When I was in elementary school my parents bought a Jeep Cherokee
Laredo, in white. It was my first new-car buying experience, and I
think I did pretty well all things considered. My younger brother and I
took the responsibility of testing out the rear seats in all the models
on the lot with unlocked doors. We took our jobs very seriously. Does
it have rear seats? Check. Does it have seatbelts? Check. Can I sit on
my side and still hit my brother? Check!
When that car drove us home, my brother and I took particular pride in it. It was all clean and new in the driveway and we used to take the keys off the hook inside and go turn the starter to accessory and listen to the rockin’ 1980s stock sound system – oh yeah, 4 speakers baby!
I don’t know if my parents were aware of our mini concerts until the time we left the dome light on all night. Oops.
You guessed it – the battery died. And my mom needed to get to work. Oops. The visit form the AAA guy to jump the car was exciting at any rate. But I come, finally, to my point: Batteries. They die. Mostly they die when it’s your busiest, most stressful, wearing-your-nicest-shoes day. In a vengeful turn of fate, it happened to me once when I was commuting to work. My mom probably snickered about it.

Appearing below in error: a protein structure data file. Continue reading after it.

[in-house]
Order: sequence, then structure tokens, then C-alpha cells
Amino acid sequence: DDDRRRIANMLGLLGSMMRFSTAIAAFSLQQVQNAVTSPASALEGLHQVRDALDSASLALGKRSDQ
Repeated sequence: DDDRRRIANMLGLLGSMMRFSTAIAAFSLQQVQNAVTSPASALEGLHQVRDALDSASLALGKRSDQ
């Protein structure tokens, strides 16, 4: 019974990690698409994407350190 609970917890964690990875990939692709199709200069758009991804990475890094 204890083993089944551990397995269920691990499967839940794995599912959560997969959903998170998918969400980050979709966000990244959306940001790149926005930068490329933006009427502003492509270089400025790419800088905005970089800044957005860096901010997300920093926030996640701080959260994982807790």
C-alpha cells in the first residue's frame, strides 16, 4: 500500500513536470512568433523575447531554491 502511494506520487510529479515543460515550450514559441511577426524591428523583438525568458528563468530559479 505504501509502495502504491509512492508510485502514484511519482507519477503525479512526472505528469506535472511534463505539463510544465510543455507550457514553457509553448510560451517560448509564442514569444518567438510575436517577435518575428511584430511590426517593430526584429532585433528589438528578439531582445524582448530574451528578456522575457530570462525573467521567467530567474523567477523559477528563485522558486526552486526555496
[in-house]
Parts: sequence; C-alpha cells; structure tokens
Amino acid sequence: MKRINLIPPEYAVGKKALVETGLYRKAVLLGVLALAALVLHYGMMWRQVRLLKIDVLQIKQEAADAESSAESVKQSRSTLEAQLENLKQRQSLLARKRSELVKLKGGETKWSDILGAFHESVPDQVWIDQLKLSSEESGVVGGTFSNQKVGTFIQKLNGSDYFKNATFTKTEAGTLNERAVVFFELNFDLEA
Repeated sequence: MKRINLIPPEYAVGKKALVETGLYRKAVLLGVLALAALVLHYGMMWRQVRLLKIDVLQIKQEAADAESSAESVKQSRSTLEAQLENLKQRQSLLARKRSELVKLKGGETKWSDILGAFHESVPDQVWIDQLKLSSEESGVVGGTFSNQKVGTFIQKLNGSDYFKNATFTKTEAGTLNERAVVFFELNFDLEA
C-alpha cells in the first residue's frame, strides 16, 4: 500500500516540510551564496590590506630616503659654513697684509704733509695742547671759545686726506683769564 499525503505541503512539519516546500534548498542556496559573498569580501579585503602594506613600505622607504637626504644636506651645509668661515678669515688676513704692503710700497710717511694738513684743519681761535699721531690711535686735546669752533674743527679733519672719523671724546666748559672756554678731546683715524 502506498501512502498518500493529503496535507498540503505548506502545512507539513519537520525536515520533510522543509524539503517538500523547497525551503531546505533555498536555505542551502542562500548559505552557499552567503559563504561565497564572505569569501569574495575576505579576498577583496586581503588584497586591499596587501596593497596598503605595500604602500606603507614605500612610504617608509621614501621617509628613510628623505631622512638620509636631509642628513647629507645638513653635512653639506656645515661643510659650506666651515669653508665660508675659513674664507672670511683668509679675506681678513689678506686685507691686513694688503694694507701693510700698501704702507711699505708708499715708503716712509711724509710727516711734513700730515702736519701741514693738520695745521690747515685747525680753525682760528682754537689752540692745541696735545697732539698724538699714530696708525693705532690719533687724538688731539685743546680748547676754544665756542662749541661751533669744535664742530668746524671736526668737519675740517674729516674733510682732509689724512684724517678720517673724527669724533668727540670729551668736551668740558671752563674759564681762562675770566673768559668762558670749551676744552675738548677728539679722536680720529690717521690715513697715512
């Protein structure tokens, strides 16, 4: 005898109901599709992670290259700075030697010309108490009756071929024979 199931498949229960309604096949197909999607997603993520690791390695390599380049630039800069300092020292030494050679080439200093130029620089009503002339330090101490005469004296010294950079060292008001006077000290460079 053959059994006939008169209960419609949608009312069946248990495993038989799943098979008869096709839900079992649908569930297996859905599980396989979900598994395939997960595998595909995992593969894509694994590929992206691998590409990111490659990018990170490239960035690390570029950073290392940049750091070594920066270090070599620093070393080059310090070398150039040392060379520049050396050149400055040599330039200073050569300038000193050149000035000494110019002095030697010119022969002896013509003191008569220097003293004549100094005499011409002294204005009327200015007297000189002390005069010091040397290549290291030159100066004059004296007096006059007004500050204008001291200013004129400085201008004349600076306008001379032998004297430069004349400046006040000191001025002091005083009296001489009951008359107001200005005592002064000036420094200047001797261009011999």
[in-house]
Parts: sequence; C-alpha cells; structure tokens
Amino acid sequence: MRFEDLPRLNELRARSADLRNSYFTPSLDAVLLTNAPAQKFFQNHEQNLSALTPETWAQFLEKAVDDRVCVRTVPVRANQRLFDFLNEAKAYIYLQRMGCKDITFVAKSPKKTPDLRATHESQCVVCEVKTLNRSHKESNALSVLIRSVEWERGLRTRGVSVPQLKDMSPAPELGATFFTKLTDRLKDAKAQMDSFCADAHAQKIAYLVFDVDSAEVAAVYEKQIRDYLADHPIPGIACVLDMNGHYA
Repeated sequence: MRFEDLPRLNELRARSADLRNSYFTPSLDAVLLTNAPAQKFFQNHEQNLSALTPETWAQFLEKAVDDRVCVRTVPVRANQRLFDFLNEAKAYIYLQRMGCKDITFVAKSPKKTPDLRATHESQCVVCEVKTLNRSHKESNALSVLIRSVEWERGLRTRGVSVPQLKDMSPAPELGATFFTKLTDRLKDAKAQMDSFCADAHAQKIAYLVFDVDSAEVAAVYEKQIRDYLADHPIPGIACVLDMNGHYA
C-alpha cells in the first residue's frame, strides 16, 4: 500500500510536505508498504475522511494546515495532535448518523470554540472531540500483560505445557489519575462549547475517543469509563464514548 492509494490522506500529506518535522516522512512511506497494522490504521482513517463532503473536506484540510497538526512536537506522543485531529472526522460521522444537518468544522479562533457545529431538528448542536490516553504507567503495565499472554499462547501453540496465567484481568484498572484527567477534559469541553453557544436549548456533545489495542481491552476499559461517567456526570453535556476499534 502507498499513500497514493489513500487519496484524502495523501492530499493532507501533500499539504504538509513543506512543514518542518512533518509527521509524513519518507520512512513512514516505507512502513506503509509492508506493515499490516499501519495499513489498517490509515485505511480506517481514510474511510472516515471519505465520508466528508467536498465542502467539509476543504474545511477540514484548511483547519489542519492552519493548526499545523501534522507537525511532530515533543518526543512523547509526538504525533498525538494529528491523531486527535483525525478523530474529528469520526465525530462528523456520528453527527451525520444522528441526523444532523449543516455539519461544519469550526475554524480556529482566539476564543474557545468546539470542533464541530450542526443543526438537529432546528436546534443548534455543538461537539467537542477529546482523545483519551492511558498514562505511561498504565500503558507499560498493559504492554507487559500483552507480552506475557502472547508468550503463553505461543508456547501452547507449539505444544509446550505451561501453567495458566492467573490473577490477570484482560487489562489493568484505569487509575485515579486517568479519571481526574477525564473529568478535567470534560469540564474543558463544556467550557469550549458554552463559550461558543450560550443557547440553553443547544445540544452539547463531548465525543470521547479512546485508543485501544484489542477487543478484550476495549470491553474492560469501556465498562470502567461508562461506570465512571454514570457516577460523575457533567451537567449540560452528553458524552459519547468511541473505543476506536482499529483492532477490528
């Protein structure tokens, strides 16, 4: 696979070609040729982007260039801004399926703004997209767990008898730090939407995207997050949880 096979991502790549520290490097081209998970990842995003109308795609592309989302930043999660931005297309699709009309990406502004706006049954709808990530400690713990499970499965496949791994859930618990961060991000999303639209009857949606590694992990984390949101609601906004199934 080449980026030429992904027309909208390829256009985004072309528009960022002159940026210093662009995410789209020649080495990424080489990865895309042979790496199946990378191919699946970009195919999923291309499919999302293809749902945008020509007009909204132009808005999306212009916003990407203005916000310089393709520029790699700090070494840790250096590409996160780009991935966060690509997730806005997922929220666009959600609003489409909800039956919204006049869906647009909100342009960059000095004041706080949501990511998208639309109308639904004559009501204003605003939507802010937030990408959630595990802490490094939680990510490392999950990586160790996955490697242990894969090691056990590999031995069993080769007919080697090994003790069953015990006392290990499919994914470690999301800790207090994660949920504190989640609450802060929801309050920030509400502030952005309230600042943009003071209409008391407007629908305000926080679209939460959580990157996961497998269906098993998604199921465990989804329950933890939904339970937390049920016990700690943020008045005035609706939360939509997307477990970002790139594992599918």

So what the heck do you do about it? Well, there are lots of things to know about batteries in general, and the people at Battery-Care.com have an excellent FAQ section with all kinds of tips and answers for you.
Here is a great example:
Q: How do I know when to replace my battery?
A:You might need to replace your battery if:
* Your starter motor is experiencing slow or interrupted turnover.
* Your instrument panel battery light indicates battery discharge for extended periods after the engine is running.
* Your battery seems to lose power quickly in cold or extended starts.
* Your headlights dim at idle.
But what if all you need is a jumpstart? Well the directions are fairly simple to follow, but it is important that you do follow them. The last thing you want to do is put the negative clamp on the positive battery terminal and so forth. Instead of you reading through all the steps, check out this super cool video from Edmunds!
by Breanne Boyle